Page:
ScienceDaily reports on the press release from Georgetown University on a presentation at the annual meeting of the Society for Neuroscience 2012 (here). Peter Turkeltaub was the senior investigator. The research was looking at how the two hemispheres handle sound and the relationship between motor and perception processes.
They hid sounds in background noise and measured whether they were heard. Two changes were made: which hand was used to register hearing the sound and whether the sounds were rapidly changing (like consonants) or slowly changing (like syllables). When a subject was using their right hand, they heard the rapidly changing sounds more often than when they used their left hand, and vice versa for the slowly changing sounds.
Since the left hemisphere controls the right hand and vice versa, these results demonstrate that the two hemispheres specialize in different kinds of sounds — the left hemisphere likes rapidly changing sounds, such as consonants, and the right hemisphere likes slowly changing sounds, such as syllables or intonation,” Turkeltaub explains. “These results also demonstrate the interaction between motor systems and perception. It’s really pretty amazing. Imagine you’re waving an American flag while listening to one of the presidential candidates. The speech will actually sound slightly different to you depending on whether the flag is in your left hand or your right hand.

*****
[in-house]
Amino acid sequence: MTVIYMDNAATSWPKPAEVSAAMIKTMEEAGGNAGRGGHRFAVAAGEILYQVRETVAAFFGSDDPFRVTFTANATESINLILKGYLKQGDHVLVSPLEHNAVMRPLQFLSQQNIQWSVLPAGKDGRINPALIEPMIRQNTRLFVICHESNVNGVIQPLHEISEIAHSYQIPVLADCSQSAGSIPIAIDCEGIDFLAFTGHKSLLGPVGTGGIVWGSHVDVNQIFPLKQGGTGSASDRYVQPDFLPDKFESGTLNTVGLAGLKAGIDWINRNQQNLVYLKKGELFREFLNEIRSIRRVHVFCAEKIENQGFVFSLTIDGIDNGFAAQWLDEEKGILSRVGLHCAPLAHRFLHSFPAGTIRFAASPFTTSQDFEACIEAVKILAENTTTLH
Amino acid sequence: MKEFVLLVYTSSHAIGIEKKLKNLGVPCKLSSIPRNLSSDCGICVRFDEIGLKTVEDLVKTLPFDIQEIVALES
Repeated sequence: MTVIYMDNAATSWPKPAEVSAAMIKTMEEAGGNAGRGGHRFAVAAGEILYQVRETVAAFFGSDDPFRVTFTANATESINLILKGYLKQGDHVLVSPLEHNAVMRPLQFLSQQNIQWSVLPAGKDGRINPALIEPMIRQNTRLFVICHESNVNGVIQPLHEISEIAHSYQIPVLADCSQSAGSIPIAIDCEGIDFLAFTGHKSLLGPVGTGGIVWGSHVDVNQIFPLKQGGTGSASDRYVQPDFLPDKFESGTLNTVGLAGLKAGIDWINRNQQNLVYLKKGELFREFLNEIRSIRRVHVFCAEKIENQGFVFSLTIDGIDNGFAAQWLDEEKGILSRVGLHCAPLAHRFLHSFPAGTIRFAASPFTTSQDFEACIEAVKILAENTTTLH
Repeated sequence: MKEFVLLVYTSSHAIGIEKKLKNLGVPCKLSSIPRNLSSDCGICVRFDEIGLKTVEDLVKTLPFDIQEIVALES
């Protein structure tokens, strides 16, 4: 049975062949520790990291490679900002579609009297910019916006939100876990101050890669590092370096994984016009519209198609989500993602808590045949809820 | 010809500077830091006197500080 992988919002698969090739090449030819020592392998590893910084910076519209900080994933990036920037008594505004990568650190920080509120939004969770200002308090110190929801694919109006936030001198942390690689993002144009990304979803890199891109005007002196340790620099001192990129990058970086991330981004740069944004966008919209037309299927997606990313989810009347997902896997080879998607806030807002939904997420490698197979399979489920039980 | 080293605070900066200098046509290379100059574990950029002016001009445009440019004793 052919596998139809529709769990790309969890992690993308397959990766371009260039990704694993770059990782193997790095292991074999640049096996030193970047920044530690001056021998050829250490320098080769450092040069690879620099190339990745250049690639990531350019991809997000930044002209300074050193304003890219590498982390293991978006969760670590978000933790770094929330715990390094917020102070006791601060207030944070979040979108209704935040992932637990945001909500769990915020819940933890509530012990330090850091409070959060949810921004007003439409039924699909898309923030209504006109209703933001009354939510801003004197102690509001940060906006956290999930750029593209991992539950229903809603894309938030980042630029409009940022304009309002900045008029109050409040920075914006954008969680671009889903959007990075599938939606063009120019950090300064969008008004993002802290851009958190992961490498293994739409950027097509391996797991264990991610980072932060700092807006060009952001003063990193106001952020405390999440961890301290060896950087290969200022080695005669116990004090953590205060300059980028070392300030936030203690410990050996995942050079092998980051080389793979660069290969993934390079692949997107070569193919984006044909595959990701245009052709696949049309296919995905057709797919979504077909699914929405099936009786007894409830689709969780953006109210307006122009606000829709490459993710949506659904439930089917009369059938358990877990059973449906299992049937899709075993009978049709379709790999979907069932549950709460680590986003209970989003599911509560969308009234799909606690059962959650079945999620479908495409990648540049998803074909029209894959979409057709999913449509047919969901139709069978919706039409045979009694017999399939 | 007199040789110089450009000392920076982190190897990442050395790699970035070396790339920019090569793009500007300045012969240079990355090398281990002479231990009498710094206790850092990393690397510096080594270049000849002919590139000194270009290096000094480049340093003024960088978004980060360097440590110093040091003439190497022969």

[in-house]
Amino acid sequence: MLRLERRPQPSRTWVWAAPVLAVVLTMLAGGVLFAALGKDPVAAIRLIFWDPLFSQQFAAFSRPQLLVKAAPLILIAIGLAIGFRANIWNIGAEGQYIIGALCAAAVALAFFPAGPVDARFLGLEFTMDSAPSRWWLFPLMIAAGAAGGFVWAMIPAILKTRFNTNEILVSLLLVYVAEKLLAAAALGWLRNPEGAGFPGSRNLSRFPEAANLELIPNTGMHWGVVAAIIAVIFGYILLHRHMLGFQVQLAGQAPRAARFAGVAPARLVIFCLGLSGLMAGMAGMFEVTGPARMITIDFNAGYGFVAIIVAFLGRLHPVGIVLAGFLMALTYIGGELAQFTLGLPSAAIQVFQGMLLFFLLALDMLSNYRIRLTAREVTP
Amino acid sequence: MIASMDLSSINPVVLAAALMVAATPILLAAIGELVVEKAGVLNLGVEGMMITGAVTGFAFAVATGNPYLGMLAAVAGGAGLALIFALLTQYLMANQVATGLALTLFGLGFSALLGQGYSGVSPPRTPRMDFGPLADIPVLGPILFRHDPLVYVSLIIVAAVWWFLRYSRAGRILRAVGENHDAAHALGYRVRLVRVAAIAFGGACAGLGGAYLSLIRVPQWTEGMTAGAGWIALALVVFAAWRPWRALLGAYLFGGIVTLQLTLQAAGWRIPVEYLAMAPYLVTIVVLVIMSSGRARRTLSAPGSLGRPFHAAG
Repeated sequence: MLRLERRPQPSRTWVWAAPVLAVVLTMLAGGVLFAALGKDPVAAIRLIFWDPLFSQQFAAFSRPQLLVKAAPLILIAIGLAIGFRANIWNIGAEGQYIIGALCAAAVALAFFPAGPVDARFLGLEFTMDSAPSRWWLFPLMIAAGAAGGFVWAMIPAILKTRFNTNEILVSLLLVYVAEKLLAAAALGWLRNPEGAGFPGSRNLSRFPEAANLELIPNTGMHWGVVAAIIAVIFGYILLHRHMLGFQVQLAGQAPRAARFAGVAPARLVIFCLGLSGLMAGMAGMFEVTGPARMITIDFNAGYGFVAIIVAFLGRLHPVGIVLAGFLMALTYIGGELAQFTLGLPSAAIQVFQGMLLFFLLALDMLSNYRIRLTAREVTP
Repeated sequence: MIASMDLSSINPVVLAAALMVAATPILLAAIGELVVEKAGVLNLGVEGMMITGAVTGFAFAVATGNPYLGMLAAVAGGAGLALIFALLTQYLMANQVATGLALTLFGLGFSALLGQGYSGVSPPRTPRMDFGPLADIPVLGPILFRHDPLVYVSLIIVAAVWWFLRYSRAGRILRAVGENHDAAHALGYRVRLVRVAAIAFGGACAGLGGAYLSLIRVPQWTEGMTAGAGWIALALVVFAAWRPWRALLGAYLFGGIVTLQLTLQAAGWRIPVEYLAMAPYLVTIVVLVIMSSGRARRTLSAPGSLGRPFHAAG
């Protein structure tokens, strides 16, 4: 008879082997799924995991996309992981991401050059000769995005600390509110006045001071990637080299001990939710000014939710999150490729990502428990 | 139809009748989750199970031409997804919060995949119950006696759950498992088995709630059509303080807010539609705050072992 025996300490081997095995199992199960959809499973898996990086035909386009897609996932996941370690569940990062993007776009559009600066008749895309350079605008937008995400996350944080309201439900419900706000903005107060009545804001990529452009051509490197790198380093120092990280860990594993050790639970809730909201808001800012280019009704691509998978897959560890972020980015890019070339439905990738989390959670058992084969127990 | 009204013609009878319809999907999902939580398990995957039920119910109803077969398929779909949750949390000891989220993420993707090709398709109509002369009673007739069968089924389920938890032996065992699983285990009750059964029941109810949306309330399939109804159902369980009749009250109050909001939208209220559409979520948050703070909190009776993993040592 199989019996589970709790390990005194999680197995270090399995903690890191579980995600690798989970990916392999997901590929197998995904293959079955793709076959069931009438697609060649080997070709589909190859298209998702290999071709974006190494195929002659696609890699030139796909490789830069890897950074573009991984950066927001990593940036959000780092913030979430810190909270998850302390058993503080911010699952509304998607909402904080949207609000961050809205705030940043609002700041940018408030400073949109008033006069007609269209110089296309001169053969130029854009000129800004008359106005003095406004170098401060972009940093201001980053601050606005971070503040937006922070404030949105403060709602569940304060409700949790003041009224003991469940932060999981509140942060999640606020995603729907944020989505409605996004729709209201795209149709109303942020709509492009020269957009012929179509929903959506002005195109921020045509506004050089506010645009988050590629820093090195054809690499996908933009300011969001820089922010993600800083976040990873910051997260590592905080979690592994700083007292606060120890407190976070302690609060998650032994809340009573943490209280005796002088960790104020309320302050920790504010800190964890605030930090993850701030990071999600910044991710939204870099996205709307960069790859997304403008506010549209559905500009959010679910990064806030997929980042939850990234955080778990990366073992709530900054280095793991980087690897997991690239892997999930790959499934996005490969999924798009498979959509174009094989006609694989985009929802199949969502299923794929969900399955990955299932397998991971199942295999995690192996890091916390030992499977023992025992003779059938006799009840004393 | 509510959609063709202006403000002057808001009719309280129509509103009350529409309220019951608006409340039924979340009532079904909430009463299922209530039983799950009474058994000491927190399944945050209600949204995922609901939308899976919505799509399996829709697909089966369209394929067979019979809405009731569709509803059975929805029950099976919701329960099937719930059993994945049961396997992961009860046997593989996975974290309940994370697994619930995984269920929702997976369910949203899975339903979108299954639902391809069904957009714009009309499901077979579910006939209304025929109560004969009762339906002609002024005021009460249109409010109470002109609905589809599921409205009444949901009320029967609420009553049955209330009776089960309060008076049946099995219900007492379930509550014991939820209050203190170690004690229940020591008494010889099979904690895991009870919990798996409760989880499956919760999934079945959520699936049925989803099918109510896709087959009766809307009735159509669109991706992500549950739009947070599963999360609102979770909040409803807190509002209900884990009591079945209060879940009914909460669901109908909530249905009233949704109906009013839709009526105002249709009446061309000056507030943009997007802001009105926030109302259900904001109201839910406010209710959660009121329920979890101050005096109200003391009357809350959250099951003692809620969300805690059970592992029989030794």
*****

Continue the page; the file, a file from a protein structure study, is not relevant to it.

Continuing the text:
The result seems to fit with some theories about dyslexia (difference between hearing phonemes and syllables) and to that extent is not surprising. A little more surprising is the indication that a very general hemispheric dominance might be effected by which hand is in use at the time. Much more surprising is the idea that hemispheric dominance has an effect on the perceptions that rise to consciousness. There is still lots of surprises out there.